Sentrigo Announces Data Security Threats for 2010
California-based Sentrigo Inc., a database security company, announced in the end week of December 2009 the most likely data security threats for 2010 from which Internet users need to be careful.
According to the company, organizations believe that attacks emanate either from outside the network or from internal misuse of rights by users. However, Sentrigo states that a previously-unknown danger (external hacks) emanating from inside organizations is expected to rise during 2010.
Actually, the distinction between external and internal attacks is fading due to many new attack vectors. First, well-arranged crime syndicates (gangs) that aim at particular organizations by getting their people to penetrate the companies as contractors or employees. These people acquire access to confidential database and transfer it to their gang leaders. Thus, once stolen, cyber criminals use the database against organizations by holding them for ransom.
Secondly, new kinds of malware, implanted on more-or-less harmless-looking websites, will increasingly emerge to compromise organizations' systems and then strike them from inside during 2010.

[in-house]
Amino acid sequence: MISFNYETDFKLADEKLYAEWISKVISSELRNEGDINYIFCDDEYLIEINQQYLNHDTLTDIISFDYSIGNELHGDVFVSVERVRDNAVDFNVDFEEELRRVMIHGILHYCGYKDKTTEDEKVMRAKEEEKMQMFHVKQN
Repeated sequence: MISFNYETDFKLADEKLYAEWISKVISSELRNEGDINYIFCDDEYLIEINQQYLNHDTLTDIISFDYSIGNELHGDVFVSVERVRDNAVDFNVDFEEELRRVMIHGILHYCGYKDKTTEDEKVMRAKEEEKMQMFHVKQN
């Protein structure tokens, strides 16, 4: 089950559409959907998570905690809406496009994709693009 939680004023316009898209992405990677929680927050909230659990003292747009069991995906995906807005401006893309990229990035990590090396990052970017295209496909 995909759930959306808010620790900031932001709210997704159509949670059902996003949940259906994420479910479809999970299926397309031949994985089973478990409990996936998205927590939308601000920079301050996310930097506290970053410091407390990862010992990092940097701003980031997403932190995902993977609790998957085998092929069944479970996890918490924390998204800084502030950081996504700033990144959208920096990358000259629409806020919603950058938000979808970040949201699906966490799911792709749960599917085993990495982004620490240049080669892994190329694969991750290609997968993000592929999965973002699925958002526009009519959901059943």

Thirdly, as the recession completely depressed the economy and causing increased unemployment, there will be frequent use of monetary lures either as extortions or bribes to make organizations' internal people help outsiders during 2010. The result will be loss of data which will be sold in the underground market to help phishers and spammers gain financial benefits.
According to Sentrigo, 2010 will witness malicious attacks with more sophisticated, fully automatic and easier to execute techniques. Consequently, random assaults will increase, which no longer target any particular organization rather they will hunt for specific security loopholes with which malicious programs could be embedded for malware distributors to retrieve later.
Finally, cloud computing will continuously face obstructions from data security during 2010.
Data protection becomes harder with cloud computing, explained Sentrigo. This happens because of frequent moves of data, which can even be duplicated in the absence of a notification. Another reason cited is the short-lived nature of software, which enable admission to this data. Indeed, researchers think there'll be increased "exploits-as-a-service," especially as Amazon has already been utilized for hosting a command-and-control server for malware.
» SPAMfighter News - 12-01-2010